People use these machines for workloads where the application suits a large shared memory architecture, build quality and support of the platforms or other reasons where they want an essentially proprietary big iron platform. Generally the O/S offerings on these platforms are much more conservative and stable than Linux. IIRC you can still run SunOS4 binaries on current versions of Solaris. There is also a body of software for these machines that may or may not be ported to other platforms.

BSD unix is derived from Unix, but has had all the original AT&T code removed and substituted with non-encumbered replacements. BSD is an alternative to Linux for many applications, and has certain advantages and disadvantages over Linux. Generally, the BSD code base is more controlled and conservative, and the platform is much better documented and more secure and stable. A lot of BSD users cite this as the main reason for the choice. The licence terms are also different to Linux, which influences the choice for another large group of its users.

Linux is Unix-like and most software written for unix-like platforms will port between Linux, BSD and other unix platforms relatively easily. It has the mind share and runs on commodity hardware, so it has taken over much of the low-mid range of the server market. It has the mindshare and thus vendor, application and driver support. The development model is much more decentralised than BSD or SysV derived unix, so it evolves more rapidly at the expense of stability.

Generally people choose linux as the 'mainstream' unix-like platform with the vendor support. It's the best for desktop applications, and has the most support from platform and third party vendors.

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Since Apple put a nice user interface on top of Unix and sells it as MacOS X.

I don't want to start the "how much Unix is in MacOS flamewar" but for this question, I think, that illustrates quite well how present "Unix" is and can even grow against Linux.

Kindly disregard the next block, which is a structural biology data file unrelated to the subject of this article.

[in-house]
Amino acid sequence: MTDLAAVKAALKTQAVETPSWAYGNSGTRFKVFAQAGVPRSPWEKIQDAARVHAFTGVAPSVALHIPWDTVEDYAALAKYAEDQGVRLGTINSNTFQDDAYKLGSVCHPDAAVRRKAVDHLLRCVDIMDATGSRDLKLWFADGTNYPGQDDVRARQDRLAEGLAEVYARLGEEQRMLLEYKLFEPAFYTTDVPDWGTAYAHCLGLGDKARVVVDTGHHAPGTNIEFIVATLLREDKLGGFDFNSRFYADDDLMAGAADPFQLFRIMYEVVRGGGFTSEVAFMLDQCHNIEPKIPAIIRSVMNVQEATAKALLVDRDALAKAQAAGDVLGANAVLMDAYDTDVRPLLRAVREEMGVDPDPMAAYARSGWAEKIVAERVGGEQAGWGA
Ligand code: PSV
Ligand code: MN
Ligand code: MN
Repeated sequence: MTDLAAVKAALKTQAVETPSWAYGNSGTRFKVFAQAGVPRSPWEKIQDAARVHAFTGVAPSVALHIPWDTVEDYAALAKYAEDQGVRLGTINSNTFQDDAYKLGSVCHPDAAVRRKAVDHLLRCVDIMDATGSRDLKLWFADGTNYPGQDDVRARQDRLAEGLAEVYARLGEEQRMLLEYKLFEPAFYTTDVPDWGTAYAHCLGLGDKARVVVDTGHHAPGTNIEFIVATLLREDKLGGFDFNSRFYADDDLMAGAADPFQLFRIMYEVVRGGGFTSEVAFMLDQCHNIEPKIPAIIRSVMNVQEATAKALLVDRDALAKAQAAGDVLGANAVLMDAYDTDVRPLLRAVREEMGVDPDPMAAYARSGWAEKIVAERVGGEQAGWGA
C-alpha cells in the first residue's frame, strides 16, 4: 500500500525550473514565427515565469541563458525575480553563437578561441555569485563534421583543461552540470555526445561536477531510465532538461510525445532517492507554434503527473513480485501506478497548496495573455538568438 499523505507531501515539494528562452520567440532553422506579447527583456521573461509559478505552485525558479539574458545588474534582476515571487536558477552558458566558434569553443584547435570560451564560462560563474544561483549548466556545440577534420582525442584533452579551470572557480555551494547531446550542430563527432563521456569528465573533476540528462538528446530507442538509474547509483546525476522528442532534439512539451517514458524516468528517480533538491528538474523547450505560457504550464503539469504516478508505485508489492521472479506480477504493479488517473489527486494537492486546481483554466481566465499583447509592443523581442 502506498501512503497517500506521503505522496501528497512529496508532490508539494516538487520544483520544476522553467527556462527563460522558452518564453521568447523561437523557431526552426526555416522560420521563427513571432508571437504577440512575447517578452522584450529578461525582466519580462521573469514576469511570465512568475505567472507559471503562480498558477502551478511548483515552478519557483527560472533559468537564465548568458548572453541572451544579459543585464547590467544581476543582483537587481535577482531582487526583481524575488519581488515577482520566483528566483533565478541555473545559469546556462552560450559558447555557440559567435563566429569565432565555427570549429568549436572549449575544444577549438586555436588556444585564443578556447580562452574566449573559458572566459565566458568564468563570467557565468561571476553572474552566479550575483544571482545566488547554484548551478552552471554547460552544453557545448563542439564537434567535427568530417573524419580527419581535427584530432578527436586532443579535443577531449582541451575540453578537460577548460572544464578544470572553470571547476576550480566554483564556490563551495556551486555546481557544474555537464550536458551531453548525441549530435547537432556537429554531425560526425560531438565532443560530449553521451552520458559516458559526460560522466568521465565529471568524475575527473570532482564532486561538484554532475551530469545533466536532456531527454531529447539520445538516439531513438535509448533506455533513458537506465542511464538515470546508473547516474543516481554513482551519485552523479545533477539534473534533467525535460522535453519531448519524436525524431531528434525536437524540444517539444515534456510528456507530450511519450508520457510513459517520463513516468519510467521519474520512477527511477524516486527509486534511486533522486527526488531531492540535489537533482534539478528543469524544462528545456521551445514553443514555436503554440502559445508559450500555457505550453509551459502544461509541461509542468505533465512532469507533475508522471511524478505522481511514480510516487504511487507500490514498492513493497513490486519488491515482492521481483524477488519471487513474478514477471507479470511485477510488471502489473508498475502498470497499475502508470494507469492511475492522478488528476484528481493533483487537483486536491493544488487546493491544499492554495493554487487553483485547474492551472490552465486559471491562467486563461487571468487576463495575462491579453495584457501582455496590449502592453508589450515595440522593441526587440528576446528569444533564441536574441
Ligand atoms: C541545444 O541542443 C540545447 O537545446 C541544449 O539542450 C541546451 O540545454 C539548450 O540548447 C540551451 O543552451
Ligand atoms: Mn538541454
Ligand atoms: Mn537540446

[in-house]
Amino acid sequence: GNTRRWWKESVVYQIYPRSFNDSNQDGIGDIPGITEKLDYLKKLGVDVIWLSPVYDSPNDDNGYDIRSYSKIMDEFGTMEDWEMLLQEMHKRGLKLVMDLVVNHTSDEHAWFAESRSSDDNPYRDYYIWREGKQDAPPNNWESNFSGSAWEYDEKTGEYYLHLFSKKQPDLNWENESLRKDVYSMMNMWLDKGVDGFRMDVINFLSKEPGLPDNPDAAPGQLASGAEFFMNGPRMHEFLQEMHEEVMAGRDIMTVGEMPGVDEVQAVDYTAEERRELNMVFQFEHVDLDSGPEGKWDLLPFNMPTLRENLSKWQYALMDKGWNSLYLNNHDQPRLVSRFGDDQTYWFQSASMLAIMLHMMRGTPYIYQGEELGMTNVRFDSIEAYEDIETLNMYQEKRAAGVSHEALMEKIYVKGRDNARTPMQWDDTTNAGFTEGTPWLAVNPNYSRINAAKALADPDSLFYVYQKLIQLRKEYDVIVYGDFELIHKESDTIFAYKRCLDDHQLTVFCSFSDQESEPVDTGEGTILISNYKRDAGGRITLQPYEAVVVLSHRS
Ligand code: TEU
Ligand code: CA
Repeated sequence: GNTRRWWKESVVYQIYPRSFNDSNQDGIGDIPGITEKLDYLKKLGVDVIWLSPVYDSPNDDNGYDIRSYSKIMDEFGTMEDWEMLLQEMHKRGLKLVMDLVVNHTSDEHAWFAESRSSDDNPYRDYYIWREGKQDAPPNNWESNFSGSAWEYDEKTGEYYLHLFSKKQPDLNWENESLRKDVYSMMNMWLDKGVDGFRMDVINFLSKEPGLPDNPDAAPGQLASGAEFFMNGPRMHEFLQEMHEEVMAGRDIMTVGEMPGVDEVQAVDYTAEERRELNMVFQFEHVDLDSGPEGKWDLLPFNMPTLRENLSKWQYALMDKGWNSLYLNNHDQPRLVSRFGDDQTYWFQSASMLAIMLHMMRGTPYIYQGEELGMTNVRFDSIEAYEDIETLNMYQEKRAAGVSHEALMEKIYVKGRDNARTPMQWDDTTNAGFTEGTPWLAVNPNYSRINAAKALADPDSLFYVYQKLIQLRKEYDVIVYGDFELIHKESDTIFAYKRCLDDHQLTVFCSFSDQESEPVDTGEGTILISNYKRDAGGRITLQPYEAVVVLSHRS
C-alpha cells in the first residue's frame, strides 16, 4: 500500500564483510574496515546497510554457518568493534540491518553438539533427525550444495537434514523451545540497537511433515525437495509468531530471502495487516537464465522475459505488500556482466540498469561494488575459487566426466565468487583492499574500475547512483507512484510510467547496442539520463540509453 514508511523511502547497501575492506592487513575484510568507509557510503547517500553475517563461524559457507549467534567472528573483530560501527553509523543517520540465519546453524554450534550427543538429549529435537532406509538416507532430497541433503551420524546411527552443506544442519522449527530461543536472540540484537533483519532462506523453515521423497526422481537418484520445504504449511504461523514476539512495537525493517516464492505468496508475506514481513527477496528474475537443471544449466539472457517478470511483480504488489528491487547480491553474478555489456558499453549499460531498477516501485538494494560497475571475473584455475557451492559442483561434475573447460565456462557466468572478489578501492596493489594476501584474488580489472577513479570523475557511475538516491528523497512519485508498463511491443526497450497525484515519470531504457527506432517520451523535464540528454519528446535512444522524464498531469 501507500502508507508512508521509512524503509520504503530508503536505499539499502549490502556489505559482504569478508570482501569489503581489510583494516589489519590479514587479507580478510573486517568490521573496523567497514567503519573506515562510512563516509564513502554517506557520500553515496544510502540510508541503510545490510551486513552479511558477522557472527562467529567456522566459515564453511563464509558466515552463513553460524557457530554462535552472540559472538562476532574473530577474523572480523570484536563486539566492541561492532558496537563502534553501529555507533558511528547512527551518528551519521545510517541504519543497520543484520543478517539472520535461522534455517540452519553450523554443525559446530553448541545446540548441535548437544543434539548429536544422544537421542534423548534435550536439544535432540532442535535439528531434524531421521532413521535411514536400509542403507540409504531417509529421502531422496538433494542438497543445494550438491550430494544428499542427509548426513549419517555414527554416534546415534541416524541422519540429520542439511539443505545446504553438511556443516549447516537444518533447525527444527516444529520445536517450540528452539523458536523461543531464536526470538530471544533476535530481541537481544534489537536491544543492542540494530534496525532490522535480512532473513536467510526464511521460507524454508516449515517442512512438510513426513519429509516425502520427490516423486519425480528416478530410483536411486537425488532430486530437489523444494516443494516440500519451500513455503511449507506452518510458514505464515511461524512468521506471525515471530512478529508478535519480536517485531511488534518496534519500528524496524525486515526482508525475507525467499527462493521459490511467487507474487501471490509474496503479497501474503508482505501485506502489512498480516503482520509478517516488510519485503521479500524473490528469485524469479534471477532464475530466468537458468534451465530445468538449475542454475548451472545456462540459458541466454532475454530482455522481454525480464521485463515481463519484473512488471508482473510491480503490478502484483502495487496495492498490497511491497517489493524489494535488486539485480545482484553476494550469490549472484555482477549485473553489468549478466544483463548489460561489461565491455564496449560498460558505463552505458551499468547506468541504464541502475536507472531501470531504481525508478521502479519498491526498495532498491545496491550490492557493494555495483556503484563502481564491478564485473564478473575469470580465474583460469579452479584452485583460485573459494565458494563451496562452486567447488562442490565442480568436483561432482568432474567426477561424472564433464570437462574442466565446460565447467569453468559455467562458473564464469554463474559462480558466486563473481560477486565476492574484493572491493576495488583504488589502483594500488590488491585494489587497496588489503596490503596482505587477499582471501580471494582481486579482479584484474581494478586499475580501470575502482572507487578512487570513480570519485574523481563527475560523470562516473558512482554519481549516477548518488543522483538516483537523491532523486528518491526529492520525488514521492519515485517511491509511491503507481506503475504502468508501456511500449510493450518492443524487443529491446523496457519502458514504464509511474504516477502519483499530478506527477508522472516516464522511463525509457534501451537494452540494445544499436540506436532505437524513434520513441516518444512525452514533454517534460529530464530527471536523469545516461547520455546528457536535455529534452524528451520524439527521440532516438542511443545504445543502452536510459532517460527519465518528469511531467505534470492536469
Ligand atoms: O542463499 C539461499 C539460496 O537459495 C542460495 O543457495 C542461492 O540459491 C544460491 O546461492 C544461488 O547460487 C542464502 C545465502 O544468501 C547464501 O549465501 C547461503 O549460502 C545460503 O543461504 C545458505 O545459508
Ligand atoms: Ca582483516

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Sure, but even the fraction of users that use OS X because it's fashionable is much larger than the fraction that uses it because it's Unix. –  Ignacio Vazquez-Abrams Oct 29 '11 at 4:16
    
Of course, but "being UNIX" is barely a reason for anybody, people look for features (like CPU-support or management features or availability of specific software etc.) –  johannes Oct 29 '11 at 15:36
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In addition to IVA's very good answer, while Linux (and BSD) are very good operating systems, neither are optimal on big-iron. Some applications (particularly DBMS) just don't scale well horizontally.

There's also compelling arguments in terms of risk management / support for getting your hardware, OS and application software from a single vendor.

Note that these arguments are not always based on fact - I've had more joy getting SuSe and Redhat to resolve issues with the bundled utilities in their Linux distros than I've had with HPUX.

it seems that Linux has a much friendlier user interface.

That should be a long way down the list of priorities when selecting a serverside operating system. If you're talking about workstations, then that's a whole different discussion - which has been done to death elsewhere.

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Does "joy" say you had good experience with RH/SuSE? –  Nils Oct 28 '11 at 21:57
    
:) keyword is "more" - i.e. better. –  symcbean Nov 1 '11 at 11:35
    
I would guess it depends on the guy taking the call. I`ve had good ones with SuSE and bad ones with SuSE. With RH it seems that they do try to track down every bug - at least their bug database is searchable with google and the solutions look sound. –  Nils Nov 6 '11 at 21:18
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In some cases, for life-critical systems, or very long-term science and engineering applications, the users of an older unix system don't want to take any risks. If it works, don't change it.

An example: Since I work with them, I can tell you that most scientists are using fairly new Linux or Mac machines, but when they have to write and send official instrument commands to JPL for uplink, there's usually an old Sun workstation or other old-style unix machine involved. It's a combination of using what already works, avoiding risks of new equipment or software, and someone would have to write up new procedures. For the typical NASA space project, one small change can cause a ripple of consequences, redoing tests and approvals.

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But NASA will use at least two completely different systems to achieve the same goal. So one might be Linux and another one BSD or Unix. –  Nils Oct 28 '11 at 21:59